Chart 4: “Time spent on incremental builds during an hour of coding”
The average total time taken by incremental builds in an hour is exactly 6 minutes, but the standard deviation is 10.1, rendering this number unreliable. We can, however, divide the respondents in three quite well defined groups:
- Less than 1 minute an hour. 34% of respondents basically don’t spend any time on the incremental build process.
- 1 to 5 minutes an hour. 34% of respondents spend a “reasonable” amount of time on incremental builds – under 5 minutes an hour. This group spends an average of 3 minutes an hour on incremental builds, which corresponds to about 5% of total development time.
- Over 5 minutes an hour. 32% of respondents spend over 5 minutes an hour on incremental builds. The weighted average in this group is over 13 minutes an hour. This group of developers is spending about 22% of their development time on incremental builds.
Chart 5: “Time spent on incremental builds, per hour, by build tool”
It is clear from this chart that Ant and Maven take significantly more time than IDE builds. Both take about 8 minutes an hour, which corresponds to 13% of total development time. There seems to be little difference between the two, perhaps because the projects where you have to use Ant or Maven for incremental builds are large and complex.
Eclipse is definitely the fastest with 2.9 minutes an hour, which corresponds to about 5% of total development time. Eclipse is the only IDE supporting true incremental build on save using a fast embedded compiler, so these results are expected. It is likely that the true number is even lower, as some of the respondents use Eclipse to launch the Ant or Maven builds (we’ll return to this with the next chart).
IntelliJ IDEA falls in between with 5.7 minutes an hour and about 10% of total development time. It does not have true background compilation and often the IDE builds just launch Ant or Maven behind the scenes.
Chart 6: “Incremental build length breakdown per build tool”
This final chart shows the proportion of respondents in one of the three groups we defined with Chart 4 broken down per build tool.
Finally some things become clear. About 61% of Eclipse builds happen instantly (taking less than 1 minute per hour). We can assume that those are the respondents using compile-on-save, whereas the rest use Eclipse to launch Ant or Maven builds. Considering that 32% of respondents are using Eclipse (see Chart 1), this means that about 20% of all of the respondents use Eclipse with compile-on-save and thus benefit from the instant incremental builds.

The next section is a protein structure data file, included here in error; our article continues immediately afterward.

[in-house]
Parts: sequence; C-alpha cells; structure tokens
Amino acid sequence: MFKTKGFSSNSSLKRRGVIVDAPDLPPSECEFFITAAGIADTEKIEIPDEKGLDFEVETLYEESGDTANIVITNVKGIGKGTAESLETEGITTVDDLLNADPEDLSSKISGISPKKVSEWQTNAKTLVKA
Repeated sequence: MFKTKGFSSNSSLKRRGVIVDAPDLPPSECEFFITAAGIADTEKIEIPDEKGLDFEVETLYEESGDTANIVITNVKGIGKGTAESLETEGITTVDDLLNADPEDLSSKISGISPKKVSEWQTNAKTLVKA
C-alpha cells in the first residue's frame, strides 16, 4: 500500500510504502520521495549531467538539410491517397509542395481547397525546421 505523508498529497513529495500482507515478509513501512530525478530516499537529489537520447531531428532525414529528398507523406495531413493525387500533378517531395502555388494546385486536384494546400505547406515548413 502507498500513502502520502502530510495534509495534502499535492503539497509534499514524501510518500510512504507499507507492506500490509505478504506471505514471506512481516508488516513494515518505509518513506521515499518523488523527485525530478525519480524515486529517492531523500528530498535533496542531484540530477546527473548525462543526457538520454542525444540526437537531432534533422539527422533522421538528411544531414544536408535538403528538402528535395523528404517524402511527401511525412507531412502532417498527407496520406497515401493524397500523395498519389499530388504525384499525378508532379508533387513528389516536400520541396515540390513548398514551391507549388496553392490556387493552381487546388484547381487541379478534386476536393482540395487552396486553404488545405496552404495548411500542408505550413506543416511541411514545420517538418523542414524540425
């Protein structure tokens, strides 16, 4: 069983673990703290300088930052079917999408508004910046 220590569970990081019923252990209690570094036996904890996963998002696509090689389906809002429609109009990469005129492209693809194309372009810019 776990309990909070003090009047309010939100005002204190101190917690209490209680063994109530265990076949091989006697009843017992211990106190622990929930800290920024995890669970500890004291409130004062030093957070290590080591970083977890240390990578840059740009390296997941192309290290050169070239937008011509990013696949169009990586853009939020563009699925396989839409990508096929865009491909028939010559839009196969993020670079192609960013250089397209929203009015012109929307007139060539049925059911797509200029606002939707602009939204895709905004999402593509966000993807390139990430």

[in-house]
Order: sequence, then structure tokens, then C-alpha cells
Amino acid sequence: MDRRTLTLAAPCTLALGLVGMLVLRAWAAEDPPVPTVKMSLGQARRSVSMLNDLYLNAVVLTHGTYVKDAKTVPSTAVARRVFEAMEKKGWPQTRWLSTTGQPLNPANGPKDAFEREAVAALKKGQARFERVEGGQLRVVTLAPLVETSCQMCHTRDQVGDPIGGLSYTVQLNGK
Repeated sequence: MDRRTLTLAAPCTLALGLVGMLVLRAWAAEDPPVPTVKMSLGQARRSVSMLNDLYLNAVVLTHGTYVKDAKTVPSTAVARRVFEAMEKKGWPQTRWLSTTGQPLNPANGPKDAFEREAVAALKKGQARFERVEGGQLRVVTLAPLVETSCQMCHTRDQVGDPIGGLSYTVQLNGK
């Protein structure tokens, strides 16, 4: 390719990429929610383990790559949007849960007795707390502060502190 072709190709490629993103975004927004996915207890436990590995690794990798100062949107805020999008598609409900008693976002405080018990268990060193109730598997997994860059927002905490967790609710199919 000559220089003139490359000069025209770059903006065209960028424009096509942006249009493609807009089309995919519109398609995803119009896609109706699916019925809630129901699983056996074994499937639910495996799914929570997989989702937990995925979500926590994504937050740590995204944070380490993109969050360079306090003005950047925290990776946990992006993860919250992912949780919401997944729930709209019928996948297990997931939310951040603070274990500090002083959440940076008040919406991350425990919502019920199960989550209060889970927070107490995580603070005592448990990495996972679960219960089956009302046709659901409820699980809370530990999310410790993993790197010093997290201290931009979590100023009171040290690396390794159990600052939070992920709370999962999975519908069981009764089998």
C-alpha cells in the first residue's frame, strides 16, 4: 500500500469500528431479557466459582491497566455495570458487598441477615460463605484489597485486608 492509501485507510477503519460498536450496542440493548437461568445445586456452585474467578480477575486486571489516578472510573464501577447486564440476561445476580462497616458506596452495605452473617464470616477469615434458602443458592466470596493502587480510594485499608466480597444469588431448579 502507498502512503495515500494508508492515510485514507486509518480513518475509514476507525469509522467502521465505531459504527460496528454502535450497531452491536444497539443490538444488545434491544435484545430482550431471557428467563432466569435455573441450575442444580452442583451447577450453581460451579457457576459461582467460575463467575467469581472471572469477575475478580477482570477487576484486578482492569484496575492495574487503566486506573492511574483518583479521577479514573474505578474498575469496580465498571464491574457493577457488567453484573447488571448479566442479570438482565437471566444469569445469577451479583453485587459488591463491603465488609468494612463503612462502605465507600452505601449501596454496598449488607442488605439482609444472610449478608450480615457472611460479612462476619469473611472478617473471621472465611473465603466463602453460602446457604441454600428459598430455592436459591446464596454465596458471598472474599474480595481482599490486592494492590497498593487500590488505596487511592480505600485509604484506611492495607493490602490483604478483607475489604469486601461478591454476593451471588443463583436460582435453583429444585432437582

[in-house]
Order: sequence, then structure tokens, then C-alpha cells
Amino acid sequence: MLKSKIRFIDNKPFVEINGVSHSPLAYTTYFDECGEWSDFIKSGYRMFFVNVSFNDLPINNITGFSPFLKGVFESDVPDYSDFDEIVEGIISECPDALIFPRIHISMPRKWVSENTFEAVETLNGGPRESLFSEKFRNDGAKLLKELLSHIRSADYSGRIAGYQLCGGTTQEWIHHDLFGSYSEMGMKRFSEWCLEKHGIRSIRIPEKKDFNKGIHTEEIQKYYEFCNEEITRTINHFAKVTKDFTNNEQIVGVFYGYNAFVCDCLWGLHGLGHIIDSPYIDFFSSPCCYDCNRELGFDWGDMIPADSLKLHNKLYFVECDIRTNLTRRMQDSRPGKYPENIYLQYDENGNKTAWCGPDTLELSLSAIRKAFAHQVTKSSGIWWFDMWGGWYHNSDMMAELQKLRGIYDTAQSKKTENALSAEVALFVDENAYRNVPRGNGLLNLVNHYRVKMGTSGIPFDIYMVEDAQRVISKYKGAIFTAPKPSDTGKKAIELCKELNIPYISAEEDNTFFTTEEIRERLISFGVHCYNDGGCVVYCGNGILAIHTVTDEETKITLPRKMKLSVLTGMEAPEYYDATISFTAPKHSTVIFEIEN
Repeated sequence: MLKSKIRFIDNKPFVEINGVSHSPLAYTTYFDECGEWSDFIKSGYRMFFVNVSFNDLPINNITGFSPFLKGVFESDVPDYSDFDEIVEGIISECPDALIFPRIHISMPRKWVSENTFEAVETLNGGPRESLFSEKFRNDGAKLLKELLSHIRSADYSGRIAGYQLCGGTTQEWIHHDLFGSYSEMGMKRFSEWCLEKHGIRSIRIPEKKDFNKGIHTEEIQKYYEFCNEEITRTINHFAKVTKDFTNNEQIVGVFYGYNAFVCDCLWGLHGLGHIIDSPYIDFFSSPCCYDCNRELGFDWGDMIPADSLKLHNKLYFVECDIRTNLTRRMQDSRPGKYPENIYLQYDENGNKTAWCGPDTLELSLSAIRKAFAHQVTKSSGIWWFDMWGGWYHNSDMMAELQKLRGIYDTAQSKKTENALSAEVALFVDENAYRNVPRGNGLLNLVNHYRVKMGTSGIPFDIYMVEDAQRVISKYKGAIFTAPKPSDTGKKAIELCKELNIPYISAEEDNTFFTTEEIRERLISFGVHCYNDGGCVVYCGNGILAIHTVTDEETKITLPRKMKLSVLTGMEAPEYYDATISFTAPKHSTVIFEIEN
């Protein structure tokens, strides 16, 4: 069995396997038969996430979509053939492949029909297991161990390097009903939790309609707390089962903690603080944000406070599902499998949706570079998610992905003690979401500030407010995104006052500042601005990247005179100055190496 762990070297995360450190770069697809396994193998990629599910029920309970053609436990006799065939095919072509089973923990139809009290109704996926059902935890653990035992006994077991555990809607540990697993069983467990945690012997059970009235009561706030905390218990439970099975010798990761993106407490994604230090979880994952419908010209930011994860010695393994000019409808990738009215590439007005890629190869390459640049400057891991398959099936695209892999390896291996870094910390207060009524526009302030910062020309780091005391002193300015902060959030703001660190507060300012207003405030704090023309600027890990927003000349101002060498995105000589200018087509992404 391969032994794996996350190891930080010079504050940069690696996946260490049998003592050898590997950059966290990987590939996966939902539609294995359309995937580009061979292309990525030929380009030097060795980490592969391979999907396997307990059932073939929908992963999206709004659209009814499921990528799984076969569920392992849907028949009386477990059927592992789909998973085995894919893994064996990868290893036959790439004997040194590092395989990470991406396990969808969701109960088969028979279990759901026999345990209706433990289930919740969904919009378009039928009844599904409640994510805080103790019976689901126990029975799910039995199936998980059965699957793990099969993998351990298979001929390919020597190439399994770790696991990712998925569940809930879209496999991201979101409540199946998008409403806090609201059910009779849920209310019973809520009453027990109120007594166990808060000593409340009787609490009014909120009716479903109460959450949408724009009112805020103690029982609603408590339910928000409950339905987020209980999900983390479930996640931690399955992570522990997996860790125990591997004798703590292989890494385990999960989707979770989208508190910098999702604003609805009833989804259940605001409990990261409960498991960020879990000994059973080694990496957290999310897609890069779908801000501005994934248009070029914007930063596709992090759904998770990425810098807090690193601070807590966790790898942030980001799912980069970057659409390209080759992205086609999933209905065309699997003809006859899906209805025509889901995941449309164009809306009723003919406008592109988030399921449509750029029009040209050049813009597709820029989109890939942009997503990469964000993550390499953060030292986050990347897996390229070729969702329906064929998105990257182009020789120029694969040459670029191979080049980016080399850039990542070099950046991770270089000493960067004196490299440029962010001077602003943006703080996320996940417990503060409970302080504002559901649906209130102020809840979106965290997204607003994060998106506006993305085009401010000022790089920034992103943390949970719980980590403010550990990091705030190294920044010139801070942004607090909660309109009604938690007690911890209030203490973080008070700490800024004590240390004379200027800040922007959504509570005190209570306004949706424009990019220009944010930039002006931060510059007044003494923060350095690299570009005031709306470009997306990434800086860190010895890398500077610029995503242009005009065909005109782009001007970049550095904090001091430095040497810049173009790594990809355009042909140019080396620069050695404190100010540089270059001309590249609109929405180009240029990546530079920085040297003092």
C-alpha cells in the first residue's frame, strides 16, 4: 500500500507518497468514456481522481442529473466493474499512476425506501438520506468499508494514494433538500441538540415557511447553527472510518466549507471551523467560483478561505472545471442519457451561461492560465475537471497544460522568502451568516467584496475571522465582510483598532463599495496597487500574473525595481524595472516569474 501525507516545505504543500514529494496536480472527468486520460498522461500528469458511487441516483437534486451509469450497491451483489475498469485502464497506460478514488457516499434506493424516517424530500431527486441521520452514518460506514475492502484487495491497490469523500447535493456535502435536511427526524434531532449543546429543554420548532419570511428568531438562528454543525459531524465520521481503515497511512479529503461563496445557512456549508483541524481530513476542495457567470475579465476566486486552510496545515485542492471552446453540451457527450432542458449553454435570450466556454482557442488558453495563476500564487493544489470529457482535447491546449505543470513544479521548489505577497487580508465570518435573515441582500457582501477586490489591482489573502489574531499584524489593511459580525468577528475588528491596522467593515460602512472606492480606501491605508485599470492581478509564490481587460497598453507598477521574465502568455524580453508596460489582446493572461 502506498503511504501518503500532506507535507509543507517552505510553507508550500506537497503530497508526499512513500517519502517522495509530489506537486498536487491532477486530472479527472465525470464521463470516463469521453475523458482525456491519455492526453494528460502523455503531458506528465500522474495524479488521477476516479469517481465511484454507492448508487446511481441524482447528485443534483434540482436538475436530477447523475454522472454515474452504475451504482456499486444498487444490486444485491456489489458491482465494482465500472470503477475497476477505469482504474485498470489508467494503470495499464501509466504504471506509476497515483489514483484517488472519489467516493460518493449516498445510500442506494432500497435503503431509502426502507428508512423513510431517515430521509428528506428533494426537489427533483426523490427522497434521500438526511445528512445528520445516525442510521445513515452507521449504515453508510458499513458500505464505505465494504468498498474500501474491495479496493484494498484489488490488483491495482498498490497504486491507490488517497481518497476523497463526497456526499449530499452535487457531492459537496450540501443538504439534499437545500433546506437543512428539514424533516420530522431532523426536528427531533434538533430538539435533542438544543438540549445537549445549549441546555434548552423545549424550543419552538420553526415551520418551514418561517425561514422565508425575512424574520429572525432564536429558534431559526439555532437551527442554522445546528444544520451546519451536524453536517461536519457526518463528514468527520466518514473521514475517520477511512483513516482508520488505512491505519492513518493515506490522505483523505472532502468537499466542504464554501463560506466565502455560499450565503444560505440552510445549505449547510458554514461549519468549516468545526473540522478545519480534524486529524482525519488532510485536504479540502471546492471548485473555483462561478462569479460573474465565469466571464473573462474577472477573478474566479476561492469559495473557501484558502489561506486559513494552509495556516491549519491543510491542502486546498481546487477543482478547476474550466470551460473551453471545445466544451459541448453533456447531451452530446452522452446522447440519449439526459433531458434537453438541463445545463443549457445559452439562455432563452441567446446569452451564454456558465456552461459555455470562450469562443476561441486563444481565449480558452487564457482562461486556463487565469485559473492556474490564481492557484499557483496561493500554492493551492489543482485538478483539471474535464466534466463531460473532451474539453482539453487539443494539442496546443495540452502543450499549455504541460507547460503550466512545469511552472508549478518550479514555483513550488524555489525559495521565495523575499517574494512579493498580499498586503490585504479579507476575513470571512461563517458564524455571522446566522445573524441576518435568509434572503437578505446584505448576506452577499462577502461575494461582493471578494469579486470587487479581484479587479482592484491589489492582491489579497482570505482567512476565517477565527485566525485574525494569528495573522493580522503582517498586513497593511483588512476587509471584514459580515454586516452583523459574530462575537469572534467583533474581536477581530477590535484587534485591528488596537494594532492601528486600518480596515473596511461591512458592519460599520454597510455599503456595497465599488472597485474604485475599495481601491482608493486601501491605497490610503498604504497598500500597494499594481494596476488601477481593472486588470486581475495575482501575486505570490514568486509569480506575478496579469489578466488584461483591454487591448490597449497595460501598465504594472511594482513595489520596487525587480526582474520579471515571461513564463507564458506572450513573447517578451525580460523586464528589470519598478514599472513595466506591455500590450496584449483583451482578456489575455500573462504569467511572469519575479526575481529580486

The breakdowns of Ant and Maven times are quite similar, with Maven being slightly slower. Moreover the breakdown for IntelliJ IDEA is also similar, supporting the hypotheses that IntelliJ IDEA builds launch Ant or Maven in the background. The proportion itself likely corresponds to the size and complexity of projects, with smaller ones building quickly and larger ones taking build time of over 5 minutes and hour.
It is hard to draw any simple conclusions from this survey, as different groups have different problems, so instead let’s put together the most interesting and reliable numbers we got:
- 56% of respondents have builds that last over half a minute, each.
- 20% of respondents use Eclipse with compile-on-save and thus benefit from the instant incremental builds.
- 34% of respondents spend an average of 3 minutes an hour on incremental builds, which corresponds to about 5% of total development time, or 1.5 weeks per year (40-hour weeks).
- 32% of respondents spend more than 5 minutes per hour on incremental builds. Of the developers spending more than 5 mins per hour, 13 minutes per hour is the average amount of time spent. 13 mins per hour equals 22% of total development time, or 6.5 weeks per year (40 hour workweeks).
- Weeks spent on incremental builds are calculated by assuming 48 work weeks per year (minus vacation) and an average of 5 hours of development time per day.
- Java developers spend 1.5 to 6.5 work weeks a year (with an average of 3.8 work weeks, or 152 hours, annually) waiting for builds, unless they are using Eclipse with compile-on-save.